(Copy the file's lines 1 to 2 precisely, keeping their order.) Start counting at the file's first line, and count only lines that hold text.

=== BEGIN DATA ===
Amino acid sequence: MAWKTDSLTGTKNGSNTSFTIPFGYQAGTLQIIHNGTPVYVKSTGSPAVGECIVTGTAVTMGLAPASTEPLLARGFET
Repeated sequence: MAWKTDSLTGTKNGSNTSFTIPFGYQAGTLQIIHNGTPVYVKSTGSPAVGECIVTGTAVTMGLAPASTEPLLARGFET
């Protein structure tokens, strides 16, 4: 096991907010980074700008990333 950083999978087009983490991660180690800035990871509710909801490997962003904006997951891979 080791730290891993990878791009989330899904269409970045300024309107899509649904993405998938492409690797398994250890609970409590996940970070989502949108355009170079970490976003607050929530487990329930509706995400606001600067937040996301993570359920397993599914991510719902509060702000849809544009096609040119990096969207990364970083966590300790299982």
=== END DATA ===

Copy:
Amino acid sequence: MAWKTDSLTGTKNGSNTSFTIPFGYQAGTLQIIHNGTPVYVKSTGSPAVGECIVTGTAVTMGLAPASTEPLLARGFET
Repeated sequence: MAWKTDSLTGTKNGSNTSFTIPFGYQAGTLQIIHNGTPVYVKSTGSPAVGECIVTGTAVTMGLAPASTEPLLARGFET